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Looking from the same spot (turned 90 degrees) through the staff offices, director’s office, storage space, utility room and to the windows on the south side of the basement (where the Goodwill used to be and the new student lounge will be):

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Framing for the two new practice discussion rooms (and waiting room):

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Special framing for the double wall that will allow moisture to drain out – this side of the building is an underground retaining wall that has been problematic in the past.

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The south side of Cloud Hall (men’s and women’s bathrooms above the old goodwill), before:

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and after:

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Grade Beams

 Here are some photos showing the evolution of the grade beams, completed a little over a week ago, which will lay underneath the foundation of the new program building.  There is a lot of burly steel in there, along with the very deep friction piers – necessary, says the engineer, due to the soil in the valley.

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Basement Pad

Last week the new pad in the basement was poured in the areas where the staff offices, student lounge, phone room, boiler room, and new practice discussion rooms will be.

This is looking south, the far wall being where the goodwill used to be:

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A closer shot of where the student phone and the student lounge will be:

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Formerly the corner basement, future home of two practice discussion rooms:

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Foundation and Piers

 Last week, a very large drill rig showed up to drill the 13 piers necessary for the new pedestrian bridge and footings for the program building.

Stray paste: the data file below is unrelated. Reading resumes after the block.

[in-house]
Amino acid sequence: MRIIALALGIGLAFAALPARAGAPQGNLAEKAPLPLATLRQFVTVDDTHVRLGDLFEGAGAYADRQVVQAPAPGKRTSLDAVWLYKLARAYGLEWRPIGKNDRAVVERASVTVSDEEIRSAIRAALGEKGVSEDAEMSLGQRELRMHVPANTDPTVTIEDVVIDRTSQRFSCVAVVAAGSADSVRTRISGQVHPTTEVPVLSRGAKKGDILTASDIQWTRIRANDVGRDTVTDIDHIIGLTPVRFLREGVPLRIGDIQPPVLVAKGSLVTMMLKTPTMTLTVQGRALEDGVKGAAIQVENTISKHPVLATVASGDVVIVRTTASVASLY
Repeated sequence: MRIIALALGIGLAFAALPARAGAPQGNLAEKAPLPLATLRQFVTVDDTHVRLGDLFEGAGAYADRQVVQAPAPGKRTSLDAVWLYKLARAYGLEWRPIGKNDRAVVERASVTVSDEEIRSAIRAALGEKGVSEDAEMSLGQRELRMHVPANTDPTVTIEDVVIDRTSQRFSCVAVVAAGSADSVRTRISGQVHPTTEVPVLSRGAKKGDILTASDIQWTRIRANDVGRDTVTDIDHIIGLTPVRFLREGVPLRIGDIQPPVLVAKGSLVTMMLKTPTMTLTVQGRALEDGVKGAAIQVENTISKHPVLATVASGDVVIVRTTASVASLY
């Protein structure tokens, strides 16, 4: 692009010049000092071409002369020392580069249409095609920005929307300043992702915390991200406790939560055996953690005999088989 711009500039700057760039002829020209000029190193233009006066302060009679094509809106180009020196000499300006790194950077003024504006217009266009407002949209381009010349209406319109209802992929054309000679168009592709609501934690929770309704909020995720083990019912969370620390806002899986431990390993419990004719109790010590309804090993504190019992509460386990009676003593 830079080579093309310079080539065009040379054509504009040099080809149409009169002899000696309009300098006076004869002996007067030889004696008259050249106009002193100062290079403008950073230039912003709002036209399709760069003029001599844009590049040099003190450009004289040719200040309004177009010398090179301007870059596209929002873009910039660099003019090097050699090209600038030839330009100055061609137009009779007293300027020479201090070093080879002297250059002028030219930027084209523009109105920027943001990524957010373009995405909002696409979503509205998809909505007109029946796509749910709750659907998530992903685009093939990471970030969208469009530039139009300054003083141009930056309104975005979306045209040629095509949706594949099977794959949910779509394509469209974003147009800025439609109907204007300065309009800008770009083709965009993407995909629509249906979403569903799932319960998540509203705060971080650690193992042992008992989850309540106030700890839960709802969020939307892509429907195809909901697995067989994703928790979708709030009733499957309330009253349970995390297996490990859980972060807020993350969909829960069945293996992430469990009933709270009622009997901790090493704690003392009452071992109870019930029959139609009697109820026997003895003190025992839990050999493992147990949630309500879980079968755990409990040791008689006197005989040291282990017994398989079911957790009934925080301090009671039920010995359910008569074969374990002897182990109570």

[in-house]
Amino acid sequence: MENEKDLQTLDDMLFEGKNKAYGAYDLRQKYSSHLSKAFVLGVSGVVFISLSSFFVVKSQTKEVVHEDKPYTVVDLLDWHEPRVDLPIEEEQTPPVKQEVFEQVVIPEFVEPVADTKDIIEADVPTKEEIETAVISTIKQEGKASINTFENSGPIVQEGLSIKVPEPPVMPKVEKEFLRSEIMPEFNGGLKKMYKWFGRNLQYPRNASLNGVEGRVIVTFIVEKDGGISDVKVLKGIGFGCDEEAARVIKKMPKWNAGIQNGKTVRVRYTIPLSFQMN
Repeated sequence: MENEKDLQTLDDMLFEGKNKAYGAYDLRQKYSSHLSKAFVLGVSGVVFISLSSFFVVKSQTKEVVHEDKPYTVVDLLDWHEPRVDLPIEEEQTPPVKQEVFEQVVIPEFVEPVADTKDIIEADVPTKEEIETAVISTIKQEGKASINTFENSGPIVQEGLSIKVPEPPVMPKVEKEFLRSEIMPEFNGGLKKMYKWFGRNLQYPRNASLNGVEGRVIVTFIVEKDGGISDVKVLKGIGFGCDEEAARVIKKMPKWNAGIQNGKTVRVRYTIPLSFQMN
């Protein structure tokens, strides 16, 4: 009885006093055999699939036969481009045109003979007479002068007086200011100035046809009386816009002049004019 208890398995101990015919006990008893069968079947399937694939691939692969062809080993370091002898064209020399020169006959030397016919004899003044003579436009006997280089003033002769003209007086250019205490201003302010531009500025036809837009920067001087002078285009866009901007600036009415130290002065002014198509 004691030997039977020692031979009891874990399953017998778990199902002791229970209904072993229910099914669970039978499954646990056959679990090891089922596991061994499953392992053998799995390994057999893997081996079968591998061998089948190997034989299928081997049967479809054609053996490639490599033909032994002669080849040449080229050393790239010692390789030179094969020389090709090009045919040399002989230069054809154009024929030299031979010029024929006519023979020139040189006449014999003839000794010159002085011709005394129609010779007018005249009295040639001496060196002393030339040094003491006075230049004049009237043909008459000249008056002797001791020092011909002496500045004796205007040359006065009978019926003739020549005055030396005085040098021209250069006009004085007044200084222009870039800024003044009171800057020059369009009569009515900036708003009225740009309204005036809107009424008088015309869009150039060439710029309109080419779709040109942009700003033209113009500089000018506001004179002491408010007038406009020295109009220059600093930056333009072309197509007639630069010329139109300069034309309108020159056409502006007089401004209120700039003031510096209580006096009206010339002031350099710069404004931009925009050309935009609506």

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It was very exciting to watch it drive into position, down the ramp between the ranch house and the Wheelwright center.  (It was particularly exciting because a lot of major plumbing to the main area of Green Gulch was located inches away from the treds!)

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The first three piers drilled were for the bridge, on the West side of Cloud Hall.

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To our great relief, “competent soil” for the piers to be poured into was found at the depth we had hoped, and the pour went smoothly.

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As for the foundation, they compacted the soil a couple of weeks ago,

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then dug out trenches, in which some piers will be drilled and poured, and which then will be lined with rebar and poured with concrete for a great deal of structural support.

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The drill rig working earlier this week.

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As of today, all the piers have been poured (and came in on budget!) and the crew is laying the rebar structural supports in the trenches, to be poured in the next couple of weeks.

Dining Room Floor

All the conditions came together during work period to do another long-awaited project: resurface the dining room floor.

It took them two days to sand and five days (and five coats) to finish.  You might notice the much lighter color.  They said that the old finish had worn off long ago and that the surface had been darkened by years of ground-in Green Gulch dirt!

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While the work in the large dining room was being done, vital functions (such as coffee and tea!) were relocated to the small dining room:

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A long-time work period participant even plumbed the coffee machine into the hot water source (see white pipe running in through a crack in the doors on the bottom right):

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The floor drying after a coat of finish was applied:

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On the last day of working on the large dining room floor, we did the small dining room floor as well.

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The almost finished rooms (baseboards were added to the small dining room, and a new sliding double door will replace the two sliding doors connecting the rooms):